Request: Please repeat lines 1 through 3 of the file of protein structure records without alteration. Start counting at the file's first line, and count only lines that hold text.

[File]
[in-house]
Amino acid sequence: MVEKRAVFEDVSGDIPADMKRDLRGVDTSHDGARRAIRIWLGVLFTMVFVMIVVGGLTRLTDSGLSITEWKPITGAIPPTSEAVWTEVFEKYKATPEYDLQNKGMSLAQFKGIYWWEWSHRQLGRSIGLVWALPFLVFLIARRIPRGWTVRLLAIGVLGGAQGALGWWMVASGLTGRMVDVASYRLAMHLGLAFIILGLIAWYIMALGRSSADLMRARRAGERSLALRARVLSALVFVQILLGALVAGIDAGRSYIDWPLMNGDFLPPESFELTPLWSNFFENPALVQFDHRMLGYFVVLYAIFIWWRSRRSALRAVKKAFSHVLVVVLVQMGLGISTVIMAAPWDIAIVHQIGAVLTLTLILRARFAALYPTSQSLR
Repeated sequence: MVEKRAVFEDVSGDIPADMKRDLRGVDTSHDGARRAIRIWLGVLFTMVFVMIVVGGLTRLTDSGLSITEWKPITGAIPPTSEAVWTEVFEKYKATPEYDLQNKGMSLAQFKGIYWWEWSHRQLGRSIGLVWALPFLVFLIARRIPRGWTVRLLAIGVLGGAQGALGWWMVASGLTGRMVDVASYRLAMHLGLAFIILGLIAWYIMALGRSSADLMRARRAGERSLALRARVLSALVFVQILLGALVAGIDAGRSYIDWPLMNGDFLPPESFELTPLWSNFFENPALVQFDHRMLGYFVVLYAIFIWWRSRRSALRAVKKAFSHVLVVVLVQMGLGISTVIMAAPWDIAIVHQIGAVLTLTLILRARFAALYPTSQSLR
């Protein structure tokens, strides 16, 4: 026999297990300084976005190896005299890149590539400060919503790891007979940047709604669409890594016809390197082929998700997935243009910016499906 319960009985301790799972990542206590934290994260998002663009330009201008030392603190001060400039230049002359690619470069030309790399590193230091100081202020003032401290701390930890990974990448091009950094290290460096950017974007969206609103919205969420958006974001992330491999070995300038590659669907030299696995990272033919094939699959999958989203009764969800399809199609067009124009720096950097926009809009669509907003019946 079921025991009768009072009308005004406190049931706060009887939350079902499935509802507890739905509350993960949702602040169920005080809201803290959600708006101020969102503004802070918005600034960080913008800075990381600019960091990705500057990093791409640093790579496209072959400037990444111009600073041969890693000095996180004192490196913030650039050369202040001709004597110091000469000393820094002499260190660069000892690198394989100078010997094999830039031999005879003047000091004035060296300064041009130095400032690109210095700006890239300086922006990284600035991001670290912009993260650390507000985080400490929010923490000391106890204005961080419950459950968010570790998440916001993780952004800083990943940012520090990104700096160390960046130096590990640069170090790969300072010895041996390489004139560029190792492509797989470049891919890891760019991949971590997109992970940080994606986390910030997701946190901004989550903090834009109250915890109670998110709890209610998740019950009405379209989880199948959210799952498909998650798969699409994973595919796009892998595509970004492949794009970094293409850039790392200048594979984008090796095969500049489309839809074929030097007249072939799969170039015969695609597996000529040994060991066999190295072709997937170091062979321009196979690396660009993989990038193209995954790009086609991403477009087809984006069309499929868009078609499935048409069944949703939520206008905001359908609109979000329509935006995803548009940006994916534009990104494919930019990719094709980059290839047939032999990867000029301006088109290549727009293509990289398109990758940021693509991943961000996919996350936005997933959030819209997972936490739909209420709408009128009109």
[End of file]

[in-house]
Amino acid sequence: MVEKRAVFEDVSGDIPADMKRDLRGVDTSHDGARRAIRIWLGVLFTMVFVMIVVGGLTRLTDSGLSITEWKPITGAIPPTSEAVWTEVFEKYKATPEYDLQNKGMSLAQFKGIYWWEWSHRQLGRSIGLVWALPFLVFLIARRIPRGWTVRLLAIGVLGGAQGALGWWMVASGLTGRMVDVASYRLAMHLGLAFIILGLIAWYIMALGRSSADLMRARRAGERSLALRARVLSALVFVQILLGALVAGIDAGRSYIDWPLMNGDFLPPESFELTPLWSNFFENPALVQFDHRMLGYFVVLYAIFIWWRSRRSALRAVKKAFSHVLVVVLVQMGLGISTVIMAAPWDIAIVHQIGAVLTLTLILRARFAALYPTSQSLR
Repeated sequence: MVEKRAVFEDVSGDIPADMKRDLRGVDTSHDGARRAIRIWLGVLFTMVFVMIVVGGLTRLTDSGLSITEWKPITGAIPPTSEAVWTEVFEKYKATPEYDLQNKGMSLAQFKGIYWWEWSHRQLGRSIGLVWALPFLVFLIARRIPRGWTVRLLAIGVLGGAQGALGWWMVASGLTGRMVDVASYRLAMHLGLAFIILGLIAWYIMALGRSSADLMRARRAGERSLALRARVLSALVFVQILLGALVAGIDAGRSYIDWPLMNGDFLPPESFELTPLWSNFFENPALVQFDHRMLGYFVVLYAIFIWWRSRRSALRAVKKAFSHVLVVVLVQMGLGISTVIMAAPWDIAIVHQIGAVLTLTLILRARFAALYPTSQSLR